Just like the beer sales rep, Acts lookinmg for gigs should come armed with more than just words. Here are 5 things to request before booking a band:

1 - First Impressions: When a band calls, ask them to email you. Apart from allowing you to consider it in your own time, the quality of the mail (spelling, punctuation, etc.) can be very telling about a band’s approach and whether it’s “just a pub gig” to them, or something they take a bit more seriously.

2 - Social Media: You know the importance of your social media pages for engaging with and keeping your customers informed. The pages belonging to Live Entertainment Acts are no different. Check that they promote gigs they do in other venues, and that they are engaging with their (and therefore potentially, your) customers.

3 - Videos: Whether shot on an iPhone, or by a professional videographer, a live video tells a lot about an Act and whether they are suitable for your customers or not. It may not be as good as actually seeing them live, but it’s close enough to let you make an informed decision.

4 - Photos: Whether professionally posed photos, or some snaps taken during a gig, photos tell their own story about a Band. They can help reveal the personality of a Live Act; laid back and relaxed, in your face and exciting, or something in between.

5 - Testimonials: There’s no better word than that of people who booked the band previously. Any band worth their salt will have written testimonials from satisfied past bookers. If they are not already on their website or social media page, ask for them.

Make an Informed Decision

Video and other media don’t tell you everything, and ultimately the best way to find out about a Live Band is to see them gig for yourself. But that usually isn’t practical, so at the very least an Act looking for a gig should be able to provide you with some or all of the tools mentioned above. And while they don’t guarantee that you’ll make the right decision, at least it’ll be an informed one!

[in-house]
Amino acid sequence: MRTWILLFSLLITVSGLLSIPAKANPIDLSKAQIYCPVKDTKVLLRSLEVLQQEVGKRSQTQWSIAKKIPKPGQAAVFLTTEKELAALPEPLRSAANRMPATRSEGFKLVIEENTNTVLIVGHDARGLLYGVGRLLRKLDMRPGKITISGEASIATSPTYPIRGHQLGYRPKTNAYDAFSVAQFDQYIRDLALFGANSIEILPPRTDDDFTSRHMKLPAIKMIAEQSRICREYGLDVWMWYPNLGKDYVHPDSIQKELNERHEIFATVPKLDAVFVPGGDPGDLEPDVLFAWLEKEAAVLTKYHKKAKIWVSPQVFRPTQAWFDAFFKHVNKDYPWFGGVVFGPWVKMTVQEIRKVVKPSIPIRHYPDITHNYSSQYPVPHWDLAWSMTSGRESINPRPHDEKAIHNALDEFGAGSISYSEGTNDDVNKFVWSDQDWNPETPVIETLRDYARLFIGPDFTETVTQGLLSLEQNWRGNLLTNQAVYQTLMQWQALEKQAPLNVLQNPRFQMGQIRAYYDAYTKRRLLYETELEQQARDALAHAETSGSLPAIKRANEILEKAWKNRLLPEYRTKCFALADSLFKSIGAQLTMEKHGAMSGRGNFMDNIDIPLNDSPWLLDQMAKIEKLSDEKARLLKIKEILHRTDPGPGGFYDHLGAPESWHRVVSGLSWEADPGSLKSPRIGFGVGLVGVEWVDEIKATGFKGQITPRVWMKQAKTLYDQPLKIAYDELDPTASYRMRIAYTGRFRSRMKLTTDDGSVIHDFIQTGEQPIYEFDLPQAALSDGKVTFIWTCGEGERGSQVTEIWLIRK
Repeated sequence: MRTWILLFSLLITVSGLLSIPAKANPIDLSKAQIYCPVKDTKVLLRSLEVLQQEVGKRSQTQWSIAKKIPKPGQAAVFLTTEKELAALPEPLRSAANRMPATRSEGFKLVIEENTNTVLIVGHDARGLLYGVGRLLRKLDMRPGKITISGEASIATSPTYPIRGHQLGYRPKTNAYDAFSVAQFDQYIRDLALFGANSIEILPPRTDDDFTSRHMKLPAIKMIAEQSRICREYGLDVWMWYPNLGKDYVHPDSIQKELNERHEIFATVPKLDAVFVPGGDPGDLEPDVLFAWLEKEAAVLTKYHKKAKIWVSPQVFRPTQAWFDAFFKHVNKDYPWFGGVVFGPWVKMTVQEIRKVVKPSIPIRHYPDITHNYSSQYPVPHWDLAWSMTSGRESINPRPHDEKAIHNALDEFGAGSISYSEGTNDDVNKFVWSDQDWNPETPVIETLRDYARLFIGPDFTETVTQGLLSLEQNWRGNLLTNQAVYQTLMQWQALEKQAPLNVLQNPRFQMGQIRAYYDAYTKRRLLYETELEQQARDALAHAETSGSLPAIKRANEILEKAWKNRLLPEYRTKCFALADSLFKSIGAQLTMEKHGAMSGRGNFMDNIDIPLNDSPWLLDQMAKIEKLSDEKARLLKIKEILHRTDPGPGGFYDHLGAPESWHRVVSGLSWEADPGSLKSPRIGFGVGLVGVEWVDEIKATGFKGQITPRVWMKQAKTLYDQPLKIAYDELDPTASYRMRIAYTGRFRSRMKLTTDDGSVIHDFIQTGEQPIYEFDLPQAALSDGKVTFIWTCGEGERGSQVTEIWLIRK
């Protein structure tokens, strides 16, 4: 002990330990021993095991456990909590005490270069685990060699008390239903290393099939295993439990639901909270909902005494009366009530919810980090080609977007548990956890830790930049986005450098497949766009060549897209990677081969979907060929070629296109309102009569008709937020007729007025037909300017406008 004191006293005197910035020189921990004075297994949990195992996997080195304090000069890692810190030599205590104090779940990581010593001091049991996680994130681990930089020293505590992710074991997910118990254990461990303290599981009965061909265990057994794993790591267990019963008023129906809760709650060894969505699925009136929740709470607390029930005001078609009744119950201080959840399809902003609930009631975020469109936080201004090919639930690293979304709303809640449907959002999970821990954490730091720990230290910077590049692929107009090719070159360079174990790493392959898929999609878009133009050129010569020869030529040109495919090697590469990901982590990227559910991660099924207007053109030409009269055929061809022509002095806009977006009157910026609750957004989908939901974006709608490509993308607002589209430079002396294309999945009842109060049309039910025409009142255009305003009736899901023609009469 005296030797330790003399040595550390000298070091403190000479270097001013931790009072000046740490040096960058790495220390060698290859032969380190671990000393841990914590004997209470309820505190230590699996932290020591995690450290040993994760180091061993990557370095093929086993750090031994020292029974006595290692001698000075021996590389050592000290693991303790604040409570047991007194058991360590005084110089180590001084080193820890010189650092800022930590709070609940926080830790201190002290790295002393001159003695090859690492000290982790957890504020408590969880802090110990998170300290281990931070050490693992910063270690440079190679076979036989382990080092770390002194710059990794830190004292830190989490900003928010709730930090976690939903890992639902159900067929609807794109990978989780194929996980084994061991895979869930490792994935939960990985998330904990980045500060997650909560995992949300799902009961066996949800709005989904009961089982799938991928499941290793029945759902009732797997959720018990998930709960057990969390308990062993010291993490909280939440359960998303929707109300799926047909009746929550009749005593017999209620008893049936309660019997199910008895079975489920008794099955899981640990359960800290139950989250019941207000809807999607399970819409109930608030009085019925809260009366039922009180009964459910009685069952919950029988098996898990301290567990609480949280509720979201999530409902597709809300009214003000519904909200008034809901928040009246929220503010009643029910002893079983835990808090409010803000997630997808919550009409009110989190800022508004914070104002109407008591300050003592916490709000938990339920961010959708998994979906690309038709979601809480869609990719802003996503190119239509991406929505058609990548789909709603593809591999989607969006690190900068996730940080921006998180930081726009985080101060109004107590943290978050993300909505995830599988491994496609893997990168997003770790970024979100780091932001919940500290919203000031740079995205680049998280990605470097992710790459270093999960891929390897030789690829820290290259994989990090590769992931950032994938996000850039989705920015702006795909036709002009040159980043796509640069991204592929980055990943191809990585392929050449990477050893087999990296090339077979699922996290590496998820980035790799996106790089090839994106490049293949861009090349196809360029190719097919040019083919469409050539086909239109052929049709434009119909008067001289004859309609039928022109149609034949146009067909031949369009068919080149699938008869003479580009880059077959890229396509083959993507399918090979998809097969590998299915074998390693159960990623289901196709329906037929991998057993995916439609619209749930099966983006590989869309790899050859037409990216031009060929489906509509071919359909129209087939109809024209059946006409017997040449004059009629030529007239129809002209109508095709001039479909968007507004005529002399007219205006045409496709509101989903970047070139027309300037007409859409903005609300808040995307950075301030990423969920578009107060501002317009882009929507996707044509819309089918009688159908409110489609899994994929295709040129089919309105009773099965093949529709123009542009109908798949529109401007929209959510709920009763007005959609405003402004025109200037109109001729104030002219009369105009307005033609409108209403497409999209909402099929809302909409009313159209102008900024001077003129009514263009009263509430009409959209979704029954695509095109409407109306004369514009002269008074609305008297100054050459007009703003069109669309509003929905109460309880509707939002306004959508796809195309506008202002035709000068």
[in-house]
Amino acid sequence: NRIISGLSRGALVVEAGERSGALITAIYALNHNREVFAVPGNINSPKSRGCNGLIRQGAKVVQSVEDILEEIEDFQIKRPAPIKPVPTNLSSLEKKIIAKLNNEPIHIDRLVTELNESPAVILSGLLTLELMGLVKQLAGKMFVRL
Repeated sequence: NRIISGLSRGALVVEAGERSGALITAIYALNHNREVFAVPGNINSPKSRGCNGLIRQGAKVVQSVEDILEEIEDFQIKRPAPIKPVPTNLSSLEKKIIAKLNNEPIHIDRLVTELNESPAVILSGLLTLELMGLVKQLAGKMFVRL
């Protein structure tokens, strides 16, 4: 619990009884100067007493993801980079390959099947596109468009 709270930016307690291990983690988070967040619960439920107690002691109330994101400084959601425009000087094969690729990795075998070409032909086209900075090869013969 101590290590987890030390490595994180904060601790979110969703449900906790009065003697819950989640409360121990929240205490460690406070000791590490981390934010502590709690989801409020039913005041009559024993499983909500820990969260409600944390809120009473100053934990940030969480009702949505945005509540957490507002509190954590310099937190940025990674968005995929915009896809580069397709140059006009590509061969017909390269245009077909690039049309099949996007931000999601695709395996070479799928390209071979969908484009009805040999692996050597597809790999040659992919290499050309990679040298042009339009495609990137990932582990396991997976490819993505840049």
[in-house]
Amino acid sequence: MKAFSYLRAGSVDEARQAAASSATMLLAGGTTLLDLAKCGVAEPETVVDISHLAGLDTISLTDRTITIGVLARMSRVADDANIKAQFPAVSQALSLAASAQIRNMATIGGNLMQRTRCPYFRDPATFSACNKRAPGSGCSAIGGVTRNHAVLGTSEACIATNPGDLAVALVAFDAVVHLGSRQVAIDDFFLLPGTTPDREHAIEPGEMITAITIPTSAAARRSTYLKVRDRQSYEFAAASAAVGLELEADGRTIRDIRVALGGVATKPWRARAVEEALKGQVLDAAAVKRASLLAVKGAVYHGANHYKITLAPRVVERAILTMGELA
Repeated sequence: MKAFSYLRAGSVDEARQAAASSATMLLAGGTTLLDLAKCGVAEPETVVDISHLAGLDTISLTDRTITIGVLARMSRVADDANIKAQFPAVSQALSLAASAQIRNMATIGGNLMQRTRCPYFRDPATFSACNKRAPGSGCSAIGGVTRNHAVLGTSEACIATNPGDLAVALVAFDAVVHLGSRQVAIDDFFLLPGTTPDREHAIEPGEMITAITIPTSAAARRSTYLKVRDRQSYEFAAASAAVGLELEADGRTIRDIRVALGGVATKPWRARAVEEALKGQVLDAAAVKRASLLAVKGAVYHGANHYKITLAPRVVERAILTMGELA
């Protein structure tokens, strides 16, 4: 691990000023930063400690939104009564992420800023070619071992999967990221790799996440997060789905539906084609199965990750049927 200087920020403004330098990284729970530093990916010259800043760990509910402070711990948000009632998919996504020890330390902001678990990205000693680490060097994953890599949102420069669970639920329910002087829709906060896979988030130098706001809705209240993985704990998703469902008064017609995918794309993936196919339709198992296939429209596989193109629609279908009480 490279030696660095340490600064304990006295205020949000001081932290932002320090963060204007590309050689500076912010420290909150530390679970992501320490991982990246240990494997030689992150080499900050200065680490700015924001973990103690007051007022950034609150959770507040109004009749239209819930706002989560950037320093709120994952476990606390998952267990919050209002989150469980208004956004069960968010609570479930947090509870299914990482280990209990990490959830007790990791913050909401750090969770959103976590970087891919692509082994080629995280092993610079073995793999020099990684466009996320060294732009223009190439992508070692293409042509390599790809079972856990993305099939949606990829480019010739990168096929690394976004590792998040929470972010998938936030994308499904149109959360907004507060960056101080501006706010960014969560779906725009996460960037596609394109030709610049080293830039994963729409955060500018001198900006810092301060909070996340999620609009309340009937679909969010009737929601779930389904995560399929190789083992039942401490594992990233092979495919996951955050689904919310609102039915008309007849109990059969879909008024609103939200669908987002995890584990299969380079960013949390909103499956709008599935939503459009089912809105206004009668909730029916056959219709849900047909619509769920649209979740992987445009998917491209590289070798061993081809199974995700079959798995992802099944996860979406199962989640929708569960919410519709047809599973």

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Even if you’re only doing a weekly quiz and showing the odd free to air sporting event on TV, a monthly “What’s On” poster is a must for your pub. However, a “What’s On” poster doesn’t have to be just about what’s on, it can help drum up business in other ways. As discussed in a previous blog, “5 Places to Hang Your Bar Entertainment Posters”, when hung in the right places people will take the time to read a poster. You can take advantage of this and maximise the advertising opportunity for your venue by including information about more than just what’s on.

Your Name: Just because someone is in your bar and reading your poster, doesn't mean they’ll make the connection! So put the name of your pub on the top.

Tagline: Think about what you want your bar to be known for, then say it in twelve or less words. Something as simple as “Great Food, Great Live Music & Great Craic!” says a lot.

Other Services: Do you have ongoing special offers, accept party bookings, or serve food? If you have services to offer that can bring in more business, get it onto your posters! Just make sure to change the message each month so as to keep it fresh.

Contact Details: If you accept party bookings or are happy to answer customer queries, then tell them how to get in touch with you.

Social Media Platforms: Don’t just assume people know you’re on Facebook or other social media platforms. Make it obvious by including the relevant logos.

Posters Made Easy

Although essential to your business, compiling a monthly bar entertainment “What’s On” poster can be time consuming. That’s why we have a developed a quick and easy poster designer, and it’s completely free. Simply tell us what TV stations and sports you, keep your events calendar up to date, and every month you’ll automatically get a new poster design.

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Your customers are in for some real entertainment treats in your bar this month. You’ve booked several live bands, have a weekly quiz, and you’re showing tonnes of top class sport on the TV. You’ve put it all onto a Monthly What’s On Poster to spread the word, had a batch printed. Now you just need to hang them where they’re most likely to get read. Conveniently, every pub has multiple poster “sweet spots”; places where customers are away from their friends and have the time to read what entertainment’s coming up in your bar. Here are our top 5 suggestions:

1 - Front Window: An eye-catching poster displayed in your front window will make passers-by stop, and they will look at it to see what it’s about. The bigger the better, so that it can even be seen from across the street. A1 or A0 sizes are most appropriate.